Academics

Gara LaMarche of The Atlantic Philanthropies To Become NYU Wagner Senior Fellow

Gara LaMarche of The Atlantic Philanthropies To Become NYU Wagner Senior Fellow

Gara LaMarche, President and CEO of The Atlantic Philanthropies, will take up the position of Senior Fellow at NYU Wagner upon leaving the Atlantic helm in September, 2011.

LaMarche, an adjunct professor of public administration at Wagner, recently announced he will not seek a second five-year term at the helm of The Atlantic Philanthropies, one of the most effective and admired organizations in philanthropy.

Before joining The Atlantic Philanthropies in 2007, LaMarche was Vice President and Director of U.S. Programs for the Open Society Institute (OSI) from 1996 to 2007 and Associate Director of Human Rights Watch and Director of its Free Expression Project from 1990 to 1996.

Global EMPA Student Jayson Browder Selected as Carnegie New Leader

Global EMPA Student Jayson Browder Selected as Carnegie New Leader

Jayson Browder, a student in NYU Wagner’s Global Executive MPA program, has been named a prestigious Carnegie New Leader by the Carnegie Council for Ethics in International Affairs.

He joins a select group of future public service leaders in the international field who will develop their skills through seminars, formal events, online dialogue, and analysis opportunities. The fellows also will have access to a platform to promote ethics in the global issues in which they are involved.

For Browder, a highly accomplished military veteran, the Carnegie New Leaders fellowship complements the courses he's taking at NYU Wagner, “as well as the core values Wagner instills in all its students,” he explained. He is thrilled to join an esteemed community of business professionals, policy makers, social innovators, and scholars who are changing the way global ethics are approached in the 21st century.

Browder is currently an MPA candidate in the joint Global Executive MPA degree program of NYU Wagner and University College London. He is a multi-decorated U.S. Air Force and Iraq veteran and a U.S. Fulbright Scholar. While serving as a Fulbright Scholar, he was assigned as a U.S. Cultural Ambassador to Turkey with the goal of promoting cross-cultural awareness. Additionally, he served as an adjunct academic faculty member, providing research on the Syrian conflict, Turkish and Iranian relations, and U.S. foreign policy at Bayburt University.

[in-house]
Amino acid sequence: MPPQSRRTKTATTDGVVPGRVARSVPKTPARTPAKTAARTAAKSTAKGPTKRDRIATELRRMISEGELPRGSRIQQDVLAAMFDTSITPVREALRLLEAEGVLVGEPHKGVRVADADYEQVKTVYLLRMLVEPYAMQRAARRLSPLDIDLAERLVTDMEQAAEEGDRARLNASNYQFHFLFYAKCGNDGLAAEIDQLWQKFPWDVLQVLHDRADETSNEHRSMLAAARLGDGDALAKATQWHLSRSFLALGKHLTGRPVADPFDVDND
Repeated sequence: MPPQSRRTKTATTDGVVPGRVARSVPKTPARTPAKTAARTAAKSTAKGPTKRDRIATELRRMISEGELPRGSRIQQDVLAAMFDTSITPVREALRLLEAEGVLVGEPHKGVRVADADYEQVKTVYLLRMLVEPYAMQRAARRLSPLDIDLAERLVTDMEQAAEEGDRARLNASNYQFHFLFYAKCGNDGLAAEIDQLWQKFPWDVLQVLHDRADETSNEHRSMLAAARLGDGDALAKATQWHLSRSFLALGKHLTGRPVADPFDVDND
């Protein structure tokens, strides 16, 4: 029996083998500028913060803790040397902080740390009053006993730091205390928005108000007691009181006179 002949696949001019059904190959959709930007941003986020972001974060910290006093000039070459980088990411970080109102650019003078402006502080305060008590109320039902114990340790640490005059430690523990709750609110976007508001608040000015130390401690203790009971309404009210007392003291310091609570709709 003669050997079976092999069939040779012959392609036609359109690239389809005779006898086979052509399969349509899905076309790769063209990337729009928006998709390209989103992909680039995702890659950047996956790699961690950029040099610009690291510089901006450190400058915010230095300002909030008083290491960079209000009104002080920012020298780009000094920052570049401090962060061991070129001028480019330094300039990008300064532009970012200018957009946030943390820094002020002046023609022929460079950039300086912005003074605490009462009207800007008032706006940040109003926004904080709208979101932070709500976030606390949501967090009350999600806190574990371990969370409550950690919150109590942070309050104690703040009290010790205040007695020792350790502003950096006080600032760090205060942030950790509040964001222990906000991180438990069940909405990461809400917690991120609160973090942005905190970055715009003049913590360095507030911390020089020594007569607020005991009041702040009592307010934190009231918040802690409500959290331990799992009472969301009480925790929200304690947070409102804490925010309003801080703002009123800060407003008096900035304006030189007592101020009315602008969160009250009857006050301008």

He previously served as a legislative assistant for Military Affairs in the U.S. House of Representatives and as an adjunct junior fellow at the American Security Project. His analysis on national security and foreign policy issues has been published in numerous media and think tank organizations such as Asia Times, NPR, Foreign Policy Journal, the Partnership for a Secure America, and the Truman National Security Project. He holds a BA in Sociology and Latin American Studies from Fordham University.

Global Experts Offer First Look at New Research on Microfinance

Global Experts Offer First Look at New Research on Microfinance

More than 200 researchers, practitioners and business leaders convened in New York City for a first look at research results on the impact of microfinance. The Microfinance Impact and Innovation Conference 2010, co-hosted by the Financial Access Initiative (FAI) at NYU Wagner and other leading research and financial institutions, was held Thursday, October 21st; 22nd; and 23rd at headquarters of the Deutsche Bank and the Moody's Corporation.

The research presented at the Conference follows on the heels of an initial report, released in 2009, about the first-ever randomized evaluations of microfinance, which sparked a debate over whether and how much microfinance is helping the poor. The results of several follow-up studies presented at the latest Microfinance Impact and Innovation Conference offer fresh insights on how and to what degree microfinance affects the lives of poor households around the world.

"The results of the first microfinance impact evaluations were controversial because the world was eager to find that one magic bullet that will finally "solve" poverty," said Esther Duflo, co-author of one of the first-ever impact evaluations of microfinance in India, and professor of economics at the Massachusetts Institute of Technology. "The studies showed that microfinance is not magic. But while we didn't discover that microfinance launches people out of poverty, we did discover that it's making a very real difference to some people. The new, forthcoming research will help us discover more about who benefits from microfinance and help us design financial products that work better for the poor."

The Microfinance Impact and Innovation Conference 2010 attracted senior researchers, policymakers, practitioners and investors committed to preparing the next generation of thinkers and leaders in microfinance, and to the global expansion of financial markets in poor communities. The event was hosted by not only the Financial Access Initiative (FAI), but also by Innovations for Poverty Action (IPA), the Abdul Latif Jameel Poverty Action Lab (J-PAL), Moody's Corporation, Deutsche Bank and the Consultative Group to Assist the Poor (CGAP).

Important new impact results from a randomized evaluation of a microfinance program in Morocco were aired, along with evaluations of microsavings and microinsurance, and livelihood programs for the "ultra poor." Conference sessions were devoted to the presentation of new research on microfinance product design, social performance measurement, and consumer protection. Additionally, illuminating sessions were dedicated to bringing together researchers and practitioners to design future research on product design and financial inclusion that will help usher in the next generation of services for the "bottom billion."

 

Global Research Institute names Natasha Iskander as Research Fellow

Global Research Institute names Natasha Iskander as Research Fellow